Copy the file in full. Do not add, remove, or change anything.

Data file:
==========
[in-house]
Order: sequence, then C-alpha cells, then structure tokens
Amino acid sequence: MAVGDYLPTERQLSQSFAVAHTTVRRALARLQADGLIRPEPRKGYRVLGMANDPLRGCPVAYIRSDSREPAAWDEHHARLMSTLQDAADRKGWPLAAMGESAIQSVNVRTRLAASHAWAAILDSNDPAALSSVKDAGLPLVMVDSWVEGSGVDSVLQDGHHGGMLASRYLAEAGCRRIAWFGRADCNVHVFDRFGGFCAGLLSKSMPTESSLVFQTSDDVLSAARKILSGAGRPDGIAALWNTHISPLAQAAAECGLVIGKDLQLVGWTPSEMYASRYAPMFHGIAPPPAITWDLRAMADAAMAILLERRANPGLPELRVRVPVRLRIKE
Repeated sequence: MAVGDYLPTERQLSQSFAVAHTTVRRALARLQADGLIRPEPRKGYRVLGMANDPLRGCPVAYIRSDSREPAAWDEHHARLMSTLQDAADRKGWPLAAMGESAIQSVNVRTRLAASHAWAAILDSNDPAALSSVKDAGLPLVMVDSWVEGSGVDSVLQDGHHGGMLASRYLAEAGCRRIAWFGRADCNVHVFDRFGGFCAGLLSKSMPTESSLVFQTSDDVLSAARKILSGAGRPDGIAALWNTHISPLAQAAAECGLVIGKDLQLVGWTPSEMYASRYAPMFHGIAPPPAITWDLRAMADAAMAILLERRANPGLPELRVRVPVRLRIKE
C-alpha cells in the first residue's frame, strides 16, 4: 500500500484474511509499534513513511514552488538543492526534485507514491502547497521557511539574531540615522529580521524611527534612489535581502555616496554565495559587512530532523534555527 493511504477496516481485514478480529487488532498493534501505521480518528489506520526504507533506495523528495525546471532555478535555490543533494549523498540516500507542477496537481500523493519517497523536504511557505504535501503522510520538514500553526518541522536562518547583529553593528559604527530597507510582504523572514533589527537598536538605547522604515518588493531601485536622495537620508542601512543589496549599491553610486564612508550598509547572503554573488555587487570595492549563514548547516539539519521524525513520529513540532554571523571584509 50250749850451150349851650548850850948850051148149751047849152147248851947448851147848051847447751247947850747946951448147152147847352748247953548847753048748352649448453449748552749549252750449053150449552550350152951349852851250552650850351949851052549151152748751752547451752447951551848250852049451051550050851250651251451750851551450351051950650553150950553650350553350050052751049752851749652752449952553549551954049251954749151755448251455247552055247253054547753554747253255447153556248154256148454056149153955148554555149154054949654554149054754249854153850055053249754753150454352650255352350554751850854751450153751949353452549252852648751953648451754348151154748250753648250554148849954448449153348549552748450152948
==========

[in-house]
Order: sequence, then C-alpha cells, then structure tokens
Amino acid sequence: MAVGDYLPTERQLSQSFAVAHTTVRRALARLQADGLIRPEPRKGYRVLGMANDPLRGCPVAYIRSDSREPAAWDEHHARLMSTLQDAADRKGWPLAAMGESAIQSVNVRTRLAASHAWAAILDSNDPAALSSVKDAGLPLVMVDSWVEGSGVDSVLQDGHHGGMLASRYLAEAGCRRIAWFGRADCNVHVFDRFGGFCAGLLSKSMPTESSLVFQTSDDVLSAARKILSGAGRPDGIAALWNTHISPLAQAAAECGLVIGKDLQLVGWTPSEMYASRYAPMFHGIAPPPAITWDLRAMADAAMAILLERRANPGLPELRVRVPVRLRIKE
Repeated sequence: MAVGDYLPTERQLSQSFAVAHTTVRRALARLQADGLIRPEPRKGYRVLGMANDPLRGCPVAYIRSDSREPAAWDEHHARLMSTLQDAADRKGWPLAAMGESAIQSVNVRTRLAASHAWAAILDSNDPAALSSVKDAGLPLVMVDSWVEGSGVDSVLQDGHHGGMLASRYLAEAGCRRIAWFGRADCNVHVFDRFGGFCAGLLSKSMPTESSLVFQTSDDVLSAARKILSGAGRPDGIAALWNTHISPLAQAAAECGLVIGKDLQLVGWTPSEMYASRYAPMFHGIAPPPAITWDLRAMADAAMAILLERRANPGLPELRVRVPVRLRIKE
C-alpha cells in the first residue's frame, strides 16, 4: 500500500484474511509499534513513511514552488538543492526534485507514491502547497521557511539574531540615522529580521524611527534612489535581502555616496554565495559587512530532523534555527 493511504477496516481485514478480529487488532498493534501505521480518528489506520526504507533506495523528495525546471532555478535555490543533494549523498540516500507542477496537481500523493519517497523536504511557505504535501503522510520538514500553526518541522536562518547583529553593528559604527530597507510582504523572514533589527537598536538605547522604515518588493531601485536622495537620508542601512543589496549599491553610486564612508550598509547572503554573488555587487570595492549563514548547516539539519521524525513520529513540532554571523571584509 50250749850451150349851650548850850948850051148149751047849152147248851947448851147848051847447751247947850747946951448147152147847352748247953548847753048748352649448453449748552749549252750449053150449552550350152951349852851250552650850351949851052549151152748751752547451752447951551848250852049451051550050851250651251451750851551450351051950650553150950553650350553350050052751049752851749652752449952553549551954049251954749151755448251455247552055247253054547753554747253255447153556248154256148454056149153955148554555149154054949654554149054754249854153850055053249754753150454352650255352350554751850854751450153751949353452549252852648751953648451754348151154748250753648250554148849954448449153348549552748450152948